In This Article Animal Population Ecology

  • Introduction
  • General Overviews
  • History
  • Autobiographies, Biographies, and Memoirs
  • Textbooks
  • Journals
  • Anthologies
  • Statistical Methods
  • Analytic Methods
  • Field Methods
  • Theory
  • Population Growth and Regulation
  • Interspecific Interactions
  • Invasions
  • Life History Studies
  • Natural History Compendia

Ecology Animal Population Ecology
by
Frank N. Egerton, Gregory C. Mayer
  • LAST MODIFIED: 11 January 2018
  • DOI: 10.1093/obo/9780199830060-0192

Introduction

Animal population ecology comprises the study of the growth, regulation, and interactions of animal populations. As a level of organization, the population comes between individuals on the one hand and communities on the other, but there is not a sharp distinction between those phenomena that affect the levels above and below from those of the population: a population’s growth may be much effected by the behavior of its constituent individuals, while the presence of predators, prey, and competitors in the community will likewise have important effects on the population. Nonetheless, the population is a worthy area of emphasis (for greater consideration of multispecies interactions and other aspects of community structure and function, see the separate Oxford Bibliographies article “Community Ecology”). Animals share a number of relevant ecological features that make a separation from plants useful: animals are all heterotrophs, mostly exist as biologically separate and genetically distinct individuals, and most are sexual. There are greater or lesser exceptions to all of these features, but they unify the phenomena of animal populations, and make counting individuals an intuitive and practical way of accounting for their populations’ growth and numbers. That part of ecology that deals with populations of animals is thus an interesting partition, and as a distinct area of study is well-justified by historical development and current practice.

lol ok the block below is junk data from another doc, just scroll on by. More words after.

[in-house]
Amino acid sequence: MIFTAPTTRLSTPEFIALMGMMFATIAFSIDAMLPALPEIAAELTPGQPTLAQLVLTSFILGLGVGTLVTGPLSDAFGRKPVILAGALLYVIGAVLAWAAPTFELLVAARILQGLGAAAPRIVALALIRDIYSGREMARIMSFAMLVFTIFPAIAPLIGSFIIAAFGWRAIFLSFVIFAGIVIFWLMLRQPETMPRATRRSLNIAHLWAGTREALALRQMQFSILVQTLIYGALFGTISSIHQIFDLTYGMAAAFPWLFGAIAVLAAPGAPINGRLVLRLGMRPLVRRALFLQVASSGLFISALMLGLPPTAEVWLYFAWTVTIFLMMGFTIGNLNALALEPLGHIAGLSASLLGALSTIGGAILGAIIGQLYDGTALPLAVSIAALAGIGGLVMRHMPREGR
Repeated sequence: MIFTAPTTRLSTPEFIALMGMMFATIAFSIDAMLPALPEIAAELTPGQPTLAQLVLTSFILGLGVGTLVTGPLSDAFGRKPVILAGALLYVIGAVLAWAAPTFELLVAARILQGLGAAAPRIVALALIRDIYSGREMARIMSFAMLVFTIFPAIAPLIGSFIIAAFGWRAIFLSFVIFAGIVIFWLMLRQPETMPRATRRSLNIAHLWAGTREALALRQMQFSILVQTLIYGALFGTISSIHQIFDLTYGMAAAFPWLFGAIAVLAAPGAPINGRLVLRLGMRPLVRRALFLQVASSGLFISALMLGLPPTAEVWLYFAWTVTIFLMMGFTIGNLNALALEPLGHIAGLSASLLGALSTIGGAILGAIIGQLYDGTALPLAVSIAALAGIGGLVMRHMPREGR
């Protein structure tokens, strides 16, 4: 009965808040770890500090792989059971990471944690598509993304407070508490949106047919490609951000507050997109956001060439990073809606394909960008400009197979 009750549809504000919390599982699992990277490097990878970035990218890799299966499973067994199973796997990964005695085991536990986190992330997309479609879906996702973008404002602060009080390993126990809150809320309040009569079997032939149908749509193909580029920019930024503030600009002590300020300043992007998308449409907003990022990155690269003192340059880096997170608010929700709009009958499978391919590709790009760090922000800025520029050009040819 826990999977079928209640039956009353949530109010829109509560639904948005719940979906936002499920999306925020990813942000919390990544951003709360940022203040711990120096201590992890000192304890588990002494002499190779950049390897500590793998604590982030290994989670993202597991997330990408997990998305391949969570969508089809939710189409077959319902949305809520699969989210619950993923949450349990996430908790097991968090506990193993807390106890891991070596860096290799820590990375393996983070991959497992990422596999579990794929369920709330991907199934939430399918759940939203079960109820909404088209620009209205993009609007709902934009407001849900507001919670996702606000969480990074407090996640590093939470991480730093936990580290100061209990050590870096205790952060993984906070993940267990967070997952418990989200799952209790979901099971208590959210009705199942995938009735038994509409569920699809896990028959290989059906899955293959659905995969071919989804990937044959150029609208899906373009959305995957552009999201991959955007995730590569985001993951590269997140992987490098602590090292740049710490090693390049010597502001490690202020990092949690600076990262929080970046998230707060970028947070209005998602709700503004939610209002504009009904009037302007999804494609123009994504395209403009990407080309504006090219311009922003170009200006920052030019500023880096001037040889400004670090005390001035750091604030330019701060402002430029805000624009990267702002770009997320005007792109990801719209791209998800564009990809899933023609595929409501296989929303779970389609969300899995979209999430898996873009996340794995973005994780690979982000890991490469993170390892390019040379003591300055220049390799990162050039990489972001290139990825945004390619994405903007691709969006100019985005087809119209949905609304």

General Overviews

Population ecology, perhaps more than other subfields of ecology, has what Vandermeer and Goldberg 2013 call a “canon”: a set of fundamental principles and areas of study that form a common core of the discipline, including exponential population growth, logistic growth, age structure, predation, competition, and other interspecific interactions, and more recently, a consideration of the extension of the population in space in metapopulation dynamics (for this spatial aspect, see also the separate Oxford Bibliographies article on “Metapopulations and Spatial Population Processes”). Allee, et al. 1949 were the first to set out in detail the basic form of this canon. Levin 2009 provides a comprehensive review of all of ecology, including extensive treatment of population ecology. Vandermeer and Goldberg 2013 provide an empirical and theoretical overview, while Ranta, et al. 2006 and Rockwood 2015 are more theoretical in their approach. Gotelli 2008 is a very clear exposition of the theoretical canon of population ecology at an introductory level.

  • Allee, W. C., A. E. Emerson, O. Park, T. Park, and K. P. Schmidt. 1949. Principles of animal ecology. Philadelphia: W.B. Saunders.

    E-mail Citation »

    This was the first comprehensive, detailed treatise on animal ecology. Its seven chapters on population cover general properties, biological backgrounds, demographic backgrounds, growth form, selected problems, aggregations, and organized insect societies. It remains a benchmark for judging progress in population ecology.

  • Gotelli, N. J. 2008. A primer of ecology. 4th ed. Sunderland, MA: Sinauer.

    E-mail Citation »

    An excellent overview of theoretical population ecology, building the theory of population dynamics from elementary growth through to metapopulations, competition, and predation; and concluding with some community ecological topics.

  • Levin, S. A., ed. 2009. The Princeton guide to ecology. Princeton, NJ: Princeton Univ. Press.

    E-mail Citation »

    A comprehensive overview of all of ecology. Part II, of 13 chapters, is on population ecology, but many directly relevant chapters occur in other parts, including Schoener on the ecological niche, Doak and colleagues on population viability, Hilborn on fisheries management, and Boyce and colleagues on wildlife management.

  • Ranta, E., P. Lundberg, and V. Kaitala. 2006. Ecology of Populations. Cambridge Univ. Press.

    E-mail Citation »

    A monograph that is wide-ranging in scope, building from relatively simple models of birth and death to a variety of population and community phenomena, including spatial patterns and processes. It is primarily theoretical.

  • Rockwood, L. L. 2015. Introduction to population ecology. 2d ed. Malden, MA: Blackwell.

    E-mail Citation »

    An advanced undergraduate/graduate text, with a theoretical emphasis, and a strong consideration of an array of interspecific interactions, including host-parasite and plant-herbivore interactions.

  • Vandermeer, J. H., and D. E. Goldberg. 2013. Population Ecology. 2d ed. Princeton, NJ: Princeton Univ. Press.

    E-mail Citation »

    An advanced undergraduate/graduate text, presenting an overview of what the authors justifiably call the “canon,” from elementary population dynamics through predation and competition, including spatial patterns and processes.

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